Short-interval staged thoracoscopic surgery for long-gap esophageal atresia
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Long-gap esophageal atresia is defined by the impossibility to perform a primary anastomosis after birth. We propose a progressive traction surgery by thoracoscopy performed at intervals of 5–7 days.
We describe the traction technique of the esophageal pouches through the thoracoscopic approach and without performing a gastrostomy. We use sliding sutures and clips to prevent esophageal tearing and preservation of the azygos vein.
In a series of three patients, we have being able to reconstruct the esophagus in a period of 1–3 weeks after birth without complications.
Repetitive thoracoscopy at shorts intervals in the neonatal period allows a tension-free anastomosis of the esophagus in long-gap type esophageal atresia.
KeywordsEsophageal atresia Long-gap esophageal atresia Thoracoscopy Esophageal reconstruction
Long-gap esophageal atresia is still a difficult problem-solving situation with high morbidity and mortality. In this work, we show the technique of traction of the esophagus performed by thoracoscopy to achieve its elongation in an optimal time.
Esophageal elongation procedures initially described by Kimura  and later by Foker , were implemented using thoracoscopy by Patkowski . The proposal in pursuing this procedure at early stages was to avoid the placement of a feeding gastrostomy in these patients.
To create optimal surgical conditions, such procedures must be performed at regular intervals with a trained team and in the presence of suitable instruments and equipment to offer safe completion and have favorable outcomes.
Before surgery, a flexible bronchoscopy is done to explore if a tracheoesophageal fistula (TEF) is present and to determine its anatomical position. An endotracheal tube is placed to perform two-lung ventilation. It is not advisable to perform a single-lung ventilation in these patients.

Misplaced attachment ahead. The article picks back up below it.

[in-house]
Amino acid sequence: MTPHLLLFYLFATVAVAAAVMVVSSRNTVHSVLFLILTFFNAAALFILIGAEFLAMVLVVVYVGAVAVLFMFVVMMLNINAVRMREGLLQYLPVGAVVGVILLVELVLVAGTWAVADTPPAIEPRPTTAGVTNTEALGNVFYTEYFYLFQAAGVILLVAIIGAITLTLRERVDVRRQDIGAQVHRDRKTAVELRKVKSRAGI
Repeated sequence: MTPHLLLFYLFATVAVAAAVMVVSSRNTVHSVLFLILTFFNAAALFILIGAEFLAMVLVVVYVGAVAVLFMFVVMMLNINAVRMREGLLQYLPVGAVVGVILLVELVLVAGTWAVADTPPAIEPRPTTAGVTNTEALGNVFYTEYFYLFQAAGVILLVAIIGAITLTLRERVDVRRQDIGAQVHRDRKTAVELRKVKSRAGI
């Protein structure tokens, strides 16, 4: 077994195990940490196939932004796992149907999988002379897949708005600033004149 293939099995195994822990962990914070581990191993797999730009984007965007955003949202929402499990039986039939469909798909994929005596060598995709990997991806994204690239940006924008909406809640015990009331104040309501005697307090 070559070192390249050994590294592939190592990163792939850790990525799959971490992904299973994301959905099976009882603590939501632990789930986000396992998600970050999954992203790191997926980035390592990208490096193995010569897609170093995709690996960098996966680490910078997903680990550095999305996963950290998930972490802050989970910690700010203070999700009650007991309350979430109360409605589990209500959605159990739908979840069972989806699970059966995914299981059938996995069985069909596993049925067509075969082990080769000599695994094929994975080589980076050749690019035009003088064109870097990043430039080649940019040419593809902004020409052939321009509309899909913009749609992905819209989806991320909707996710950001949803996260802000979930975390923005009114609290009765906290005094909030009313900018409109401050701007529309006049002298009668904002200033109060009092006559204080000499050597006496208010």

The patient is placed in prone position with slight right-side elevation (10°) to expose the axilla. Small rolls under the shoulders and pelvis improve lung ventilation. We place the patient in the surgeon’s border of the operating table to avoid instruments’ motion limitation. All body pressure areas are protected and normothermia is controlled.
The surgical team is on the right side of the patient and the scrub nurse on the left side and down the operating table.
The ports are positioned in this way: camera (3 or 5 mm) at the anterior axillary line fourth intercostal space; a second port at the mid-axillary line, third intercostal space (3 or 5 mm) for clip applier, needle holder, Maryland dissector, hook and introduction of sutures; the third port at the posterior axillary line fifth intercostal space (3 or 5 mm) for instruments.
Controlled CO2 pneumothorax is set at 4 mmHg (up to a maximum of 6 mmHg) of pressure and gas flow rate at 1 L/min (0.5 L/min in patients less than 3 kg).
After introduction of the scope, the azygous vein is identified and preserved. The parietal pleura inferior to the azygous vein is then opened to identify the distal pouch or the TEF if present. Esophageal pouch is grasped and gently mobilized by blunt dissection without diathermy. The vagal nerve is easily identified and preserved. The ligature and section of the TEF must be done at this time by suture or clips.